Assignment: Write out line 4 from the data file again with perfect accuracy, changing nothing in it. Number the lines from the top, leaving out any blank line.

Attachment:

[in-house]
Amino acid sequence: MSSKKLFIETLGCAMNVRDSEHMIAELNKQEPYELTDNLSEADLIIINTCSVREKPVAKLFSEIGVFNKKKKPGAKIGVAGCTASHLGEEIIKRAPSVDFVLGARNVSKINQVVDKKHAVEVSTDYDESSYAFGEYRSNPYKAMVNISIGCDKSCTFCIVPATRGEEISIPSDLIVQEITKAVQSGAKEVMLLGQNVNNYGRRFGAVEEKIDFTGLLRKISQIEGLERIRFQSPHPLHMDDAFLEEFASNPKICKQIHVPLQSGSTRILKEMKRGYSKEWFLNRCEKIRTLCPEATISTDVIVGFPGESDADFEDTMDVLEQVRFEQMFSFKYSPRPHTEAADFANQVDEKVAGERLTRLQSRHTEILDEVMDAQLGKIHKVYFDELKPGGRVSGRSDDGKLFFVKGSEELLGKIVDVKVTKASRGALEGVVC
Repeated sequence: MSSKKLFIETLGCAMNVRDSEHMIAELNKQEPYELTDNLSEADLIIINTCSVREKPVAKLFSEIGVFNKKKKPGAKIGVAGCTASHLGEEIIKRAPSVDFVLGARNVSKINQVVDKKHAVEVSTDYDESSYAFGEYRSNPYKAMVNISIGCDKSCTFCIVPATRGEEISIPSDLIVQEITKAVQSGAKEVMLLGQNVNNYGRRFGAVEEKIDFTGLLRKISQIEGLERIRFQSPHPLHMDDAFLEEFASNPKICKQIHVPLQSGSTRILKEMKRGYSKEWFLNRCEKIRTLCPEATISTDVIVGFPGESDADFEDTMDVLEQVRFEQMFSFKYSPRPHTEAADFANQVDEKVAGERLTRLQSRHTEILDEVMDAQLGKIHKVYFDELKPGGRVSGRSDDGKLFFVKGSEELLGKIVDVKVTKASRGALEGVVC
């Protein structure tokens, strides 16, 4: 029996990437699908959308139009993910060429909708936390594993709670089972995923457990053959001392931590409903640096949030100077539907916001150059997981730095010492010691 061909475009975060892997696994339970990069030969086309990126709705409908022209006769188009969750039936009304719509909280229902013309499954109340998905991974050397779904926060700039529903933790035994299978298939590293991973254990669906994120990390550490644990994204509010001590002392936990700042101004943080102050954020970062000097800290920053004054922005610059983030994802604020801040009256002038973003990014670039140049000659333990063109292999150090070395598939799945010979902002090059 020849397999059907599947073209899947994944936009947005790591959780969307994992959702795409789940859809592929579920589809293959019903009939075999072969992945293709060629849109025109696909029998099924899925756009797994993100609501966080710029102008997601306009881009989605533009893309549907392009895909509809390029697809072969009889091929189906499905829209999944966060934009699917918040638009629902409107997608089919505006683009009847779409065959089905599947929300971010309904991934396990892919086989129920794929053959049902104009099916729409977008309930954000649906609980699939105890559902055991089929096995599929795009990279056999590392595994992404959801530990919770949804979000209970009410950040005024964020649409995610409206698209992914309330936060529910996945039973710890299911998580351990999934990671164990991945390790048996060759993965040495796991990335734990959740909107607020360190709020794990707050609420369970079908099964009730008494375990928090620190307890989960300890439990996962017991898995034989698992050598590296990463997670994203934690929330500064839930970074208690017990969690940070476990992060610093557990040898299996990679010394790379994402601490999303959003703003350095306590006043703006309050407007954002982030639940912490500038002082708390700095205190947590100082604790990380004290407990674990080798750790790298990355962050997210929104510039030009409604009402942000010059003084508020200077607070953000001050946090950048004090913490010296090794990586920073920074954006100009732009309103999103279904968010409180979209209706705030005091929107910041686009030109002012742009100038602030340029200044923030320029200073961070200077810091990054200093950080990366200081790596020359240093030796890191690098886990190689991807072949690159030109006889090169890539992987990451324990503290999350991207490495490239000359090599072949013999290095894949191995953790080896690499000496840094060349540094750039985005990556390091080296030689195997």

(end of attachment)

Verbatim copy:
């Protein structure tokens, strides 16, 4: 029996990437699908959308139009993910060429909708936390594993709670089972995923457990053959001392931590409903640096949030100077539907916001150059997981730095010492010691 061909475009975060892997696994339970990069030969086309990126709705409908022209006769188009969750039936009304719509909280229902013309499954109340998905991974050397779904926060700039529903933790035994299978298939590293991973254990669906994120990390550490644990994204509010001590002392936990700042101004943080102050954020970062000097800290920053004054922005610059983030994802604020801040009256002038973003990014670039140049000659333990063109292999150090070395598939799945010979902002090059 020849397999059907599947073209899947994944936009947005790591959780969307994992959702795409789940859809592929579920589809293959019903009939075999072969992945293709060629849109025109696909029998099924899925756009797994993100609501966080710029102008997601306009881009989605533009893309549907392009895909509809390029697809072969009889091929189906499905829209999944966060934009699917918040638009629902409107997608089919505006683009009847779409065959089905599947929300971010309904991934396990892919086989129920794929053959049902104009099916729409977008309930954000649906609980699939105890559902055991089929096995599929795009990279056999590392595994992404959801530990919770949804979000209970009410950040005024964020649409995610409206698209992914309330936060529910996945039973710890299911998580351990999934990671164990991945390790048996060759993965040495796991990335734990959740909107607020360190709020794990707050609420369970079908099964009730008494375990928090620190307890989960300890439990996962017991898995034989698992050598590296990463997670994203934690929330500064839930970074208690017990969690940070476990992060610093557990040898299996990679010394790379994402601490999303959003703003350095306590006043703006309050407007954002982030639940912490500038002082708390700095205190947590100082604790990380004290407990674990080798750790790298990355962050997210929104510039030009409604009402942000010059003084508020200077607070953000001050946090950048004090913490010296090794990586920073920074954006100009732009309103999103279904968010409180979209209706705030005091929107910041686009030109002012742009100038602030340029200044923030320029200073961070200077810091990054200093950080990366200081790596020359240093030796890191690098886990190689991807072949690159030109006889090169890539992987990451324990503290999350991207490495490239000359090599072949013999290095894949191995953790080896690499000496840094060349540094750039985005990556390091080296030689195997």